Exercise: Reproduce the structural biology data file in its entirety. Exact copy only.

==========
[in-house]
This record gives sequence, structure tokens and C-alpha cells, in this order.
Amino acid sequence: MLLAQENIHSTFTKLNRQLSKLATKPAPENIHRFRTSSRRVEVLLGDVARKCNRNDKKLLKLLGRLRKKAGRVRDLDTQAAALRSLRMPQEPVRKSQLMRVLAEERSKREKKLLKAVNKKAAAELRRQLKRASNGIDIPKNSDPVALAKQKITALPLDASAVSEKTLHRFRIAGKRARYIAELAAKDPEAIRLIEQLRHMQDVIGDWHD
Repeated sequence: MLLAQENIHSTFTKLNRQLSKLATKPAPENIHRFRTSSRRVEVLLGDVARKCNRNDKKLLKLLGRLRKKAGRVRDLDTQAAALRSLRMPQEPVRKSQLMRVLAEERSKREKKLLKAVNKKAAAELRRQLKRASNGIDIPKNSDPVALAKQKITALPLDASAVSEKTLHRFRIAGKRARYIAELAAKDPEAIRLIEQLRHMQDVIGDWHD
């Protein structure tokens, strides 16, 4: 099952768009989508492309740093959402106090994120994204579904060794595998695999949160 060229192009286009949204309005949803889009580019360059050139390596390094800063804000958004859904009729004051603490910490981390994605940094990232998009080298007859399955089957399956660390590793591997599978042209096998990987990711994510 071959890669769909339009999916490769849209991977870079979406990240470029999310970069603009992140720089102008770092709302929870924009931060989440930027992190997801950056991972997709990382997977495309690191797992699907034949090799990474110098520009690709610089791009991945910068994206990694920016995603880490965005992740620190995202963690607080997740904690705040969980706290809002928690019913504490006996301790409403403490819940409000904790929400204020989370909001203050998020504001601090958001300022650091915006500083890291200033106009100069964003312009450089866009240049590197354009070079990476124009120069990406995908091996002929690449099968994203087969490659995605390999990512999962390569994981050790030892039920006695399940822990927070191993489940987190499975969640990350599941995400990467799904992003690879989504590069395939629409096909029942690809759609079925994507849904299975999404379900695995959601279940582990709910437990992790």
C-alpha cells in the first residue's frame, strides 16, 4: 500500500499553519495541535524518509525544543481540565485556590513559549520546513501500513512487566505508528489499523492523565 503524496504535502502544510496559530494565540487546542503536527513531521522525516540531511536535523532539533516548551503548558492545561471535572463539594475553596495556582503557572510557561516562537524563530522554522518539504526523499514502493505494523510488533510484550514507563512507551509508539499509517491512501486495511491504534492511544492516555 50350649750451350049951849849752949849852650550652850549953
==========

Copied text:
[in-house]
This record gives sequence, structure tokens and C-alpha cells, in this order.
Amino acid sequence: MLLAQENIHSTFTKLNRQLSKLATKPAPENIHRFRTSSRRVEVLLGDVARKCNRNDKKLLKLLGRLRKKAGRVRDLDTQAAALRSLRMPQEPVRKSQLMRVLAEERSKREKKLLKAVNKKAAAELRRQLKRASNGIDIPKNSDPVALAKQKITALPLDASAVSEKTLHRFRIAGKRARYIAELAAKDPEAIRLIEQLRHMQDVIGDWHD
Repeated sequence: MLLAQENIHSTFTKLNRQLSKLATKPAPENIHRFRTSSRRVEVLLGDVARKCNRNDKKLLKLLGRLRKKAGRVRDLDTQAAALRSLRMPQEPVRKSQLMRVLAEERSKREKKLLKAVNKKAAAELRRQLKRASNGIDIPKNSDPVALAKQKITALPLDASAVSEKTLHRFRIAGKRARYIAELAAKDPEAIRLIEQLRHMQDVIGDWHD
């Protein structure tokens, strides 16, 4: 099952768009989508492309740093959402106090994120994204579904060794595998695999949160 060229192009286009949204309005949803889009580019360059050139390596390094800063804000958004859904009729004051603490910490981390994605940094990232998009080298007859399955089957399956660390590793591997599978042209096998990987990711994510 071959890669769909339009999916490769849209991977870079979406990240470029999310970069603009992140720089102008770092709302929870924009931060989440930027992190997801950056991972997709990382997977495309690191797992699907034949090799990474110098520009690709610089791009991945910068994206990694920016995603880490965005992740620190995202963690607080997740904690705040969980706290809002928690019913504490006996301790409403403490819940409000904790929400204020989370909001203050998020504001601090958001300022650091915006500083890291200033106009100069964003312009450089866009240049590197354009070079990476124009120069990406995908091996002929690449099968994203087969490659995605390999990512999962390569994981050790030892039920006695399940822990927070191993489940987190499975969640990350599941995400990467799904992003690879989504590069395939629409096909029942690809759609079925994507849904299975999404379900695995959601279940582990709910437990992790």
C-alpha cells in the first residue's frame, strides 16, 4: 500500500499553519495541535524518509525544543481540565485556590513559549520546513501500513512487566505508528489499523492523565 503524496504535502502544510496559530494565540487546542503536527513531521522525516540531511536535523532539533516548551503548558492545561471535572463539594475553596495556582503557572510557561516562537524563530522554522518539504526523499514502493505494523510488533510484550514507563512507551509508539499509517491512501486495511491504534492511544492516555 50350649750451350049951849849752949849852650550652850549953